T-Mobile EDGE is an acronym that stands for Enhanced Data for Global Evolution. The “2G network,” or the second generation of wireless data transport modules. EDGE is one of the standards for 2G products, along with HSCSD (High-Speed Circuit Switched Data) and iDEN/HSPD (High-Speed Packet Data) from 3GPP. EDGE operates in the 1800MHz, 900MHz, and 1.8GHz bands.
In order to support the GSM article 25 standard for EDGE handsets, T-Mobile began selling the PPC-6700 and PCS-6600 from Ericsson. These phones are EDGE handsets, and in June 2001, T-Mobile announced a national rollout of EDGE in the United States. As of February 2006, T-Mobile claims that approximately 200 million people live in areas covered by its EDGE network.
T-Mobile released a statement on 5/6/08 saying that they do not plan to upgrade their edge network to 3G HSPA+ as they plan to push 4G with WiMAX technology. T-Mobile has said that upgrading their 3G network will be a waste of money since very few customers use their data features and those that do need faster speeds can just use the EDGE connection.
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What is a T-Mobile Edge?
T-Mobile Edge network is designed specifically to work with today’s smartphones, and it is the fastest EV-DO network in the United States. The network uses a combination of carrier aggregation and S-CDMA technology to provide a theoretical maximum data speed of up to 7.2Mbps downlink and up to 3.2Mbps uplink. The 3G coverage area is measured in square miles, which varies depending on where you live, but it’s considerably larger than some other GSM or EDGE networks. T-Mobile debuted its first nationwide upgrade to serve an additional 40 million customers.
How does it work?
T-Mobile’s EDGE network uses carrier aggregation to speed up data on the network. Carrier aggregation is a method of combining multiple frequencies into a single band to transmit data. Basically, carriers combine their spectrum holdings with the spectrum owned by other carriers, resulting in higher speeds for subscribers to access data.
T-Mobile’s EDGE 3G network shares its frequency with CDMA2000 1x technology. The main difference between CDMA2000 1x and 3G is that the former uses a smaller bandwidth than the latter, and therefore T-Mobile has had to make some changes in order to handle EDGE data while still charging 10¢ per megabyte of data on CDMA2000 1x devices.
How Can I Use EDGE When I Have a 4G LTE Plan?
If you have a 3G device (which is most phones with “3G” in the name) as your main phone, and you’re on T-Mobile where EDGE is available, then you’re already using EDGE. It’s true that T-Mobile said in 2008 that they plan to pull the plug on their 3G Edge network and move all subscribers to HSPA+, but so far they haven’t done this. So even if you go over the 25GB of data that a 2-year agreement would cover, it won’t really matter except for those who use lots of data features.
However, if you have an HSPA+ or LTE device where T-Mobile service is available and you’re in an area where 3G EDGE is also available, you’ll have the best of both worlds – HSPA+ for data and EDGE for voice. Since T-Mobile isn’t upgrading its 3G network to 4G HSPA+, the only way it will work is if you buy a device that supports 4G LTE. For instance, if your phone supports “LTE” in its name (like the Samsung Galaxy S III), then it will work with both T-Mobile’s 4G HSPA+ and its EDGE network.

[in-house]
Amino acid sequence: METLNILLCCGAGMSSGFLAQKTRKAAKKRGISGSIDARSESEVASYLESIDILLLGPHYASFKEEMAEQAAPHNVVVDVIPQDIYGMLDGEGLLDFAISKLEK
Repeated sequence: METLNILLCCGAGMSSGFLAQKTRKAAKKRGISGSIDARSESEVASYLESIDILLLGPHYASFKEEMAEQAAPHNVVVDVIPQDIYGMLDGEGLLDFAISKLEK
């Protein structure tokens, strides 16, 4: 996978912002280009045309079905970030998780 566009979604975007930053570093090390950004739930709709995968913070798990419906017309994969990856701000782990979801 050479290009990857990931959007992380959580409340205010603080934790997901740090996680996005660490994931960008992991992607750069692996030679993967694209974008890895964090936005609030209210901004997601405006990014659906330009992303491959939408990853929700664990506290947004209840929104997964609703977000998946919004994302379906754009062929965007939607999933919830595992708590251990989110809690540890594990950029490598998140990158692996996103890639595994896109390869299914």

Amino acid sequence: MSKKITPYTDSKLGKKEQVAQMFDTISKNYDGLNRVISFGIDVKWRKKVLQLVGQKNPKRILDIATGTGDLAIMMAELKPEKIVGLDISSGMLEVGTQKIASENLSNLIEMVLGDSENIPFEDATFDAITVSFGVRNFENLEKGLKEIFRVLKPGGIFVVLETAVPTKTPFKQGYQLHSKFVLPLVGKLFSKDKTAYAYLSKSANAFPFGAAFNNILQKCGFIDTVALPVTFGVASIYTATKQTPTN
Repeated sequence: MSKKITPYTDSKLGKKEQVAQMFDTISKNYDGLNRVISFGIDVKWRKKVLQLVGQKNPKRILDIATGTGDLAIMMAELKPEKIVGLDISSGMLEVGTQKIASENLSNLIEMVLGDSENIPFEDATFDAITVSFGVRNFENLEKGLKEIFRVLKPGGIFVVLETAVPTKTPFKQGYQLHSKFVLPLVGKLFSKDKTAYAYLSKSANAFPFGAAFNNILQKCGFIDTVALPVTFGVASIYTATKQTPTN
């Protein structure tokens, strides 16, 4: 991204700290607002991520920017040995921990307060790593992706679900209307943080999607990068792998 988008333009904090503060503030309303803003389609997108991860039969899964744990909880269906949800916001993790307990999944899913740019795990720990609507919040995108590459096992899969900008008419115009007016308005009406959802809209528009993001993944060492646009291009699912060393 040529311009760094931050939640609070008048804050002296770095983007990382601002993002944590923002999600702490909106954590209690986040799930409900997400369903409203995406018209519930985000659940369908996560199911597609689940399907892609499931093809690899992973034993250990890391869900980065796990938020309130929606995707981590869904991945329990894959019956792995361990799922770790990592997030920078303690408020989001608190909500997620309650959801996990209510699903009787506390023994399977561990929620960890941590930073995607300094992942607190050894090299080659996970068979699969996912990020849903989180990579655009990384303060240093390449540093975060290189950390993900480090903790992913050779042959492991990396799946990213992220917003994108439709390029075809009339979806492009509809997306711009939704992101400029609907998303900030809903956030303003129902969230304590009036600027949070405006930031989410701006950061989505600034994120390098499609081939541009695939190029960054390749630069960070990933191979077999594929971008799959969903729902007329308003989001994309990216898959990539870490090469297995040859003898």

What does EDGE mean on mobile data?
In the simplest terms, EDGE is T-Mobile’s second-generation data network. It’s faster than GPRS but not as fast as HSPA or LTE (at least for now). EDGE can deliver data speeds up to about 7.2Mbps down and 3.2Mbps up. One of the reasons that EDGE doesn’t perform quite as well as other networks is that it can only use a single radio instead of two.
But how fast is the network going to be? It depends on where you live and where you are when you’re using your phone. If you live in an area where the signal isn’t really strong and you’re using a memory-hungry app or game, you’ll probably be able to get about 3-4 Mbps of data. If you’re outside in rural areas, you won’t be able to use the higher speeds at all.
What are the coverage maps for EDGE?
You can see a map of the T-Mobile signal here. You’ll have to zoom in on your location to see if it’s supported. Viewing a 3G coverage map is probably not going to do you much good when you’re trying to find out about 4G LTE and 5G Evolution coverage. However, those don’t really apply to EDGE. The biggest thing that you can do is read the fine print and check your phone against the requirements before buying anything else.
What is EDGE used for?
If you’re using an iPhone, there are a few things that EDGE does better than GPRS:
EDGE comes with many more features for the iPhone than GPRS does (like WiFi calling). In order to make their voice networks more robust, T-Mobile has included 8MB of RAM fast flash memory in all their phones. This keeps the phone from running out of space during a call without having to delete messages. It also allows the phone to hold simultaneous calls more efficiently. There is a small performance improvement with EDGE versus GPRS, but it’s not enough to make a real-world difference. For example, it’s unlikely that you’ll be watching videos or playing games on EDGE instead of on Wi-Fi.
Both of these terms mean exactly the same thing in this context. They both refer to T-Mobile’s second-generation data network. They do not mean 3G or HSPA+. It’s a little confusing, but all of this really does boil down to whether you have speedier EDGE coverage in your area or not. The only real difference between an EDGE device and a 3G device is that you can use 2x carrier aggregation on an EDGE phone, and the phone is usually slightly smaller. Of course, if you’re an iPhone user, you can also opt for 2x carrier aggregation on WiFi if you want.